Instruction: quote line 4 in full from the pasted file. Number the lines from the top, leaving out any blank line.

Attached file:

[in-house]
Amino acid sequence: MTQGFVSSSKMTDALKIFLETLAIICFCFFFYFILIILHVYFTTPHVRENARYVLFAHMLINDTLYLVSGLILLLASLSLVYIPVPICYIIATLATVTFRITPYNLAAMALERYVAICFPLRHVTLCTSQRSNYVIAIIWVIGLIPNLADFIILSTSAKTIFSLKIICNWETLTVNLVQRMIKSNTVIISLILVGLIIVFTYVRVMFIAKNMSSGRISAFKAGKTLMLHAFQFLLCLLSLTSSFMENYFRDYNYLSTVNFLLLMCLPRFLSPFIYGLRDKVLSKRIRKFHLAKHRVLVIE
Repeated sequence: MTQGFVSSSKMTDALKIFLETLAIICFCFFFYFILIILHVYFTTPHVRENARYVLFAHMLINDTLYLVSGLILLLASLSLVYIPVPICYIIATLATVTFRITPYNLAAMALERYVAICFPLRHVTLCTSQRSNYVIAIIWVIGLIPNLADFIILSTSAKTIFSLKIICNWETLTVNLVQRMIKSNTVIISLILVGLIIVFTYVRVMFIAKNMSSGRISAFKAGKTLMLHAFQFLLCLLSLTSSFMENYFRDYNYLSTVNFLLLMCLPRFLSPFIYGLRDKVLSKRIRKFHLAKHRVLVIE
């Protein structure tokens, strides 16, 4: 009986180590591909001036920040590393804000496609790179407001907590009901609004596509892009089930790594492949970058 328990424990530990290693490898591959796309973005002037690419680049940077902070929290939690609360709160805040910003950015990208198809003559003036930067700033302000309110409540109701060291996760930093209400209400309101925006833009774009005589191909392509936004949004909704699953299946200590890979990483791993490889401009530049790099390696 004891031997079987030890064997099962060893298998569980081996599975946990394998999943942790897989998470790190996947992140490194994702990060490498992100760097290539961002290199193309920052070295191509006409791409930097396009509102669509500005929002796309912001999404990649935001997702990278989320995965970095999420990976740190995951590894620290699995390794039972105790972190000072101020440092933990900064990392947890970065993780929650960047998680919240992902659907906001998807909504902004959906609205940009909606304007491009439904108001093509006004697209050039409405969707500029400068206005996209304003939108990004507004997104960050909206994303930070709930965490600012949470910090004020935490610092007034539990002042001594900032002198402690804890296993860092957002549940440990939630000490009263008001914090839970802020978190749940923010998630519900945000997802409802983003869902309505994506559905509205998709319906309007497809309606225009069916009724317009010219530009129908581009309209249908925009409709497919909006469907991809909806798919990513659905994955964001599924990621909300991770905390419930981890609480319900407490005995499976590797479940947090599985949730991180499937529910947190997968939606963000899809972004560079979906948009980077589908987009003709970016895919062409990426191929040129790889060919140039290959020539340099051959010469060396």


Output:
């Protein structure tokens, strides 16, 4: 009986180590591909001036920040590393804000496609790179407001907590009901609004596509892009089930790594492949970058 328990424990530990290693490898591959796309973005002037690419680049940077902070929290939690609360709160805040910003950015990208198809003559003036930067700033302000309110409540109701060291996760930093209400209400309101925006833009774009005589191909392509936004949004909704699953299946200590890979990483791993490889401009530049790099390696 004891031997079987030890064997099962060893298998569980081996599975946990394998999943942790897989998470790190996947992140490194994702990060490498992100760097290539961002290199193309920052070295191509006409791409930097396009509102669509500005929002796309912001999404990649935001997702990278989320995965970095999420990976740190995951590894620290699995390794039972105790972190000072101020440092933990900064990392947890970065993780929650960047998680919240992902659907906001998807909504902004959906609205940009909606304007491009439904108001093509006004697209050039409405969707500029400068206005996209304003939108990004507004997104960050909206994303930070709930965490600012949470910090004020935490610092007034539990002042001594900032002198402690804890296993860092957002549940440990939630000490009263008001914090839970802020978190749940923010998630519900945000997802409802983003869902309505994506559905509205998709319906309007497809309606225009069916009724317009010219530009129908581009309209249908925009409709497919909006469907991809909806798919990513659905994955964001599924990621909300991770905390419930981890609480319900407490005995499976590797479940947090599985949730991180499937529910947190997968939606963000899809972004560079979906948009980077589908987009003709970016895919062409990426191929040129790889060919140039290959020539340099051959010469060396």